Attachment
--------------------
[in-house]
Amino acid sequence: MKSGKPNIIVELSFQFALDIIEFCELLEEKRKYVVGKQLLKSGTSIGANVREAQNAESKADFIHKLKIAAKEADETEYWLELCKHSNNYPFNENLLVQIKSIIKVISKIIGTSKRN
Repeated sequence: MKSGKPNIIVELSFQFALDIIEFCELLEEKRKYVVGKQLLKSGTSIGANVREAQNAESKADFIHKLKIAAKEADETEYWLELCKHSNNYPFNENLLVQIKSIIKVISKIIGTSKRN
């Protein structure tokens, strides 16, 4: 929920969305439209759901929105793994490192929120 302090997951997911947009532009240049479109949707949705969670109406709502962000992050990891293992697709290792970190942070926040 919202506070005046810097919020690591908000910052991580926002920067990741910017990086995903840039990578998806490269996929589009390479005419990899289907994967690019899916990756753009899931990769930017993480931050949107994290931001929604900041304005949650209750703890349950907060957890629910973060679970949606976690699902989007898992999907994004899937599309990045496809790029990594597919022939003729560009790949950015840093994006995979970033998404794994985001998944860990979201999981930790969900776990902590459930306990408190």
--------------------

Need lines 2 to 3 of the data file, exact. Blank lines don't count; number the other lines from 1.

Amino acid sequence: MKSGKPNIIVELSFQFALDIIEFCELLEEKRKYVVGKQLLKSGTSIGANVREAQNAESKADFIHKLKIAAKEADETEYWLELCKHSNNYPFNENLLVQIKSIIKVISKIIGTSKRN
Repeated sequence: MKSGKPNIIVELSFQFALDIIEFCELLEEKRKYVVGKQLLKSGTSIGANVREAQNAESKADFIHKLKIAAKEADETEYWLELCKHSNNYPFNENLLVQIKSIIKVISKIIGTSKRN